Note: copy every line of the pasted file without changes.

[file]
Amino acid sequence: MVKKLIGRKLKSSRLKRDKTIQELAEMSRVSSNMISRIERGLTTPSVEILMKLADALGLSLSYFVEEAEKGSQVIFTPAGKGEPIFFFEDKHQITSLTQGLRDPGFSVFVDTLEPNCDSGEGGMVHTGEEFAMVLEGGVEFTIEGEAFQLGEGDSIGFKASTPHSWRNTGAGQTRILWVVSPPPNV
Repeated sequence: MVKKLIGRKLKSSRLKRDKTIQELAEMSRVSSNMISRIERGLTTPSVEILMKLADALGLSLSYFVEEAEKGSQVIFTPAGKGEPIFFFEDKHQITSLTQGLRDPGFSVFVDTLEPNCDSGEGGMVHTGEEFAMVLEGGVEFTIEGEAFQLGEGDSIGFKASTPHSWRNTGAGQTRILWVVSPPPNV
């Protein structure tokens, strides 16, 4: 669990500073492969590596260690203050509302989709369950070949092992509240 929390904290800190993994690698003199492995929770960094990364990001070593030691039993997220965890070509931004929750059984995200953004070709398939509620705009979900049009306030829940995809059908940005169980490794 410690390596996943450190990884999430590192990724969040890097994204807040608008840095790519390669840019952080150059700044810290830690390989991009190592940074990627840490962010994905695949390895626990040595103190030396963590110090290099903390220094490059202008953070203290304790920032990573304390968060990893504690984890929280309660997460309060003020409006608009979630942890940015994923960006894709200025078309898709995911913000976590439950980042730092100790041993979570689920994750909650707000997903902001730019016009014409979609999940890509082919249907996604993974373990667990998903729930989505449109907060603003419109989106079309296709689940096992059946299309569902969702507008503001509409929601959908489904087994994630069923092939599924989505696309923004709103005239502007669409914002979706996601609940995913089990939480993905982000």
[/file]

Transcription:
Amino acid sequence: MVKKLIGRKLKSSRLKRDKTIQELAEMSRVSSNMISRIERGLTTPSVEILMKLADALGLSLSYFVEEAEKGSQVIFTPAGKGEPIFFFEDKHQITSLTQGLRDPGFSVFVDTLEPNCDSGEGGMVHTGEEFAMVLEGGVEFTIEGEAFQLGEGDSIGFKASTPHSWRNTGAGQTRILWVVSPPPNV
Repeated sequence: MVKKLIGRKLKSSRLKRDKTIQELAEMSRVSSNMISRIERGLTTPSVEILMKLADALGLSLSYFVEEAEKGSQVIFTPAGKGEPIFFFEDKHQITSLTQGLRDPGFSVFVDTLEPNCDSGEGGMVHTGEEFAMVLEGGVEFTIEGEAFQLGEGDSIGFKASTPHSWRNTGAGQTRILWVVSPPPNV
């Protein structure tokens, strides 16, 4: 669990500073492969590596260690203050509302989709369950070949092992509240 929390904290800190993994690698003199492995929770960094990364990001070593030691039993997220965890070509931004929750059984995200953004070709398939509620705009979900049009306030829940995809059908940005169980490794 410690390596996943450190990884999430590192990724969040890097994204807040608008840095790519390669840019952080150059700044810290830690390989991009190592940074990627840490962010994905695949390895626990040595103190030396963590110090290099903390220094490059202008953070203290304790920032990573304390968060990893504690984890929280309660997460309060003020409006608009979630942890940015994923960006894709200025078309898709995911913000976590439950980042730092100790041993979570689920994750909650707000997903902001730019016009014409979609999940890509082919249907996604993974373990667990998903729930989505449109907060603003419109989106079309296709689940096992059946299309569902969702507008503001509409929601959908489904087994994630069923092939599924989505696309923004709103005239502007669409914002979706996601609940995913089990939480993905982000």